RALEIGH – July 1, the beginning of the 2013-2014 fiscal year, came and went without the General Assembly passing the state’s budget.

While both the House and the Senate have passed their own versions of North Carolina’s budget, the two bodies did not reconcile the differences between the two budgets in time to reach Governor Pat McCrory’s desk.

In order to keep the state funded while final budget decisions are being made, state legislators passed a stop-gap measure last Tuesday that will keep state functions funded until July 31.

Part of the stop-gap’s provisions requires that spending be five percent less than what was already approved for the fiscal year.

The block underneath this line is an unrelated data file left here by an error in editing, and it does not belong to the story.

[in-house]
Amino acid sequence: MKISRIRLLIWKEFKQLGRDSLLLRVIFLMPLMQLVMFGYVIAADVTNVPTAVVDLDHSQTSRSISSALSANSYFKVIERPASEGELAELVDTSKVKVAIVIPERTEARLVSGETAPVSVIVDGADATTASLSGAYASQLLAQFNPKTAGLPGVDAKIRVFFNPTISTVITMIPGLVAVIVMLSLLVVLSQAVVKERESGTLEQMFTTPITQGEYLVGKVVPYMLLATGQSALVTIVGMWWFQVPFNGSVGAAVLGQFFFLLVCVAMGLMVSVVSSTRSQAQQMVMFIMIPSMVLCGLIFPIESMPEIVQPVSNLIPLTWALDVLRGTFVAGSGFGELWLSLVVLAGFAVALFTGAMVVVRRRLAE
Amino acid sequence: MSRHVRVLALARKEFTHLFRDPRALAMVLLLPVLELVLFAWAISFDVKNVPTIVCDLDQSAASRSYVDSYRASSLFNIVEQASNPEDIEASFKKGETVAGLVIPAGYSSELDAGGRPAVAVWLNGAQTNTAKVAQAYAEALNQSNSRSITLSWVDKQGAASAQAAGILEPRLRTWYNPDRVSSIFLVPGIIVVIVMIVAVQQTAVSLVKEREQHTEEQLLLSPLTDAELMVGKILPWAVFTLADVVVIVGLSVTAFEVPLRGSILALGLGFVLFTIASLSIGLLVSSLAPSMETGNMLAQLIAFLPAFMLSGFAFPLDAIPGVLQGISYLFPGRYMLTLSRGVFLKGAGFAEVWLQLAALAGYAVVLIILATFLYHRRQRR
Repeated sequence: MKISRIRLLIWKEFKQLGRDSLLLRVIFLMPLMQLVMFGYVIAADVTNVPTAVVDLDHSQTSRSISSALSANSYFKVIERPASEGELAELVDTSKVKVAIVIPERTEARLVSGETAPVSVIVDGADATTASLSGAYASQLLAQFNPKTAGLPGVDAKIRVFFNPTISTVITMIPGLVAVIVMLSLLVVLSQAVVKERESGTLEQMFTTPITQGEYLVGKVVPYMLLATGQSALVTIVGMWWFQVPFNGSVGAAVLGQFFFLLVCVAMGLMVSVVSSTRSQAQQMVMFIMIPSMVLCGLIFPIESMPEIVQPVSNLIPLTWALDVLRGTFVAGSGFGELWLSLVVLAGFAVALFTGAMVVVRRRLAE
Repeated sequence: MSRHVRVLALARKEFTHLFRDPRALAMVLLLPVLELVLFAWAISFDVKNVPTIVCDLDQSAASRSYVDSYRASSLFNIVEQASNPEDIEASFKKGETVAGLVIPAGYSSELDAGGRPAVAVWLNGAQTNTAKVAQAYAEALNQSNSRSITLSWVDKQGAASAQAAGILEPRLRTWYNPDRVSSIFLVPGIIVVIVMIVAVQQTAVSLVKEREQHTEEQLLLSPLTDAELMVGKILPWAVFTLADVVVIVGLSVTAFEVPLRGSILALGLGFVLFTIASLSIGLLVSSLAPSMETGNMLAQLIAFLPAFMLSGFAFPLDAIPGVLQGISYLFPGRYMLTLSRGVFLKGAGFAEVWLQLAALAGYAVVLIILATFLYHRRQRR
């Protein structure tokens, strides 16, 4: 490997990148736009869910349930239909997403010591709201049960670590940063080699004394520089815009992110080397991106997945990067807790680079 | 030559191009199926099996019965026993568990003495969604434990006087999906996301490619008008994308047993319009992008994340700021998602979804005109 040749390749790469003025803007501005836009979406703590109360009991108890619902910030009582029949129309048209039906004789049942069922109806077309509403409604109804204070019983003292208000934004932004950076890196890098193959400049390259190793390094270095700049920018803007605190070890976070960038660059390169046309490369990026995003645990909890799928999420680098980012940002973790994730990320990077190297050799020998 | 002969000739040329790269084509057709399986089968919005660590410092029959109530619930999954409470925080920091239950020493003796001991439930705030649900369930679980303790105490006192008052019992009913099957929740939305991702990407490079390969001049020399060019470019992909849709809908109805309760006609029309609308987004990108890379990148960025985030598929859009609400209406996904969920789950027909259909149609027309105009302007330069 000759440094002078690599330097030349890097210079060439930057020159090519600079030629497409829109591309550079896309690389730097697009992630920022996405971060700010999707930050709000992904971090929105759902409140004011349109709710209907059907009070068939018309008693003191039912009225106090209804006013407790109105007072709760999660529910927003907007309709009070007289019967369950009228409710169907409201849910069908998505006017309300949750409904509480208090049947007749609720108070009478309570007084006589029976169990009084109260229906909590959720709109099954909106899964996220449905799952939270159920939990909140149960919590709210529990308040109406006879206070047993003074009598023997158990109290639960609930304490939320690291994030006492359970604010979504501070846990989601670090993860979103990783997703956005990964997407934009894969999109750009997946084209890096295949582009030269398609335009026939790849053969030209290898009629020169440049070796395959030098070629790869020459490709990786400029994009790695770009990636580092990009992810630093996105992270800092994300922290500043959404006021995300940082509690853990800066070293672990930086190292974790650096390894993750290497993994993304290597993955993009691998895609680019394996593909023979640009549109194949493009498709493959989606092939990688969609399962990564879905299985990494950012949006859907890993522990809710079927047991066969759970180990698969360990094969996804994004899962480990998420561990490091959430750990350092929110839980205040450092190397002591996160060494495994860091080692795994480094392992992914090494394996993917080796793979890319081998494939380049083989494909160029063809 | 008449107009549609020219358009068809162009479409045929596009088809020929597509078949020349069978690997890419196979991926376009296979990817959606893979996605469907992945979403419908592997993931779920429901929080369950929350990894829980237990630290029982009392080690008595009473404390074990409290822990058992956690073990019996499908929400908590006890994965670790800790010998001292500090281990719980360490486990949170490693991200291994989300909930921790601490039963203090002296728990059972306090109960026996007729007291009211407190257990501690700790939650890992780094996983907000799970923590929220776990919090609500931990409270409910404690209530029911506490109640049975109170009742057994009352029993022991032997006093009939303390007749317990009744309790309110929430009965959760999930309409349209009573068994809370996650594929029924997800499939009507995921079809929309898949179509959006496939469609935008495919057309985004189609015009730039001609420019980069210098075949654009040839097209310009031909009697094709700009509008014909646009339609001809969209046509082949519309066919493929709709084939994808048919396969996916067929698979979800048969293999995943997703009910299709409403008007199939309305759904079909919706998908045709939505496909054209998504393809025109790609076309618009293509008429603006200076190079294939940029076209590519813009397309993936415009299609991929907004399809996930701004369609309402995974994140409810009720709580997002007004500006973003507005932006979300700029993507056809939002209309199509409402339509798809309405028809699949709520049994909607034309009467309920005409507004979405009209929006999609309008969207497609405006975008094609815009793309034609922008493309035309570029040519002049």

House and Senate leaders are negotiating to compromise on differences between the two bills, namely tax reform and education.

The Senate has deeper cuts to taxes than the House’s proposed budget, with the Senate’s budget raising $384 million less in revenue than the House’s budget, which raises $300 million less than would be raised over a two-year period under current tax levels.

On the tax issue, both legislative houses have also faced some pushback from Gov. McCrory, who has urged the General Assembly that any tax reform plans should still raise enough revenue to adequately fund the state.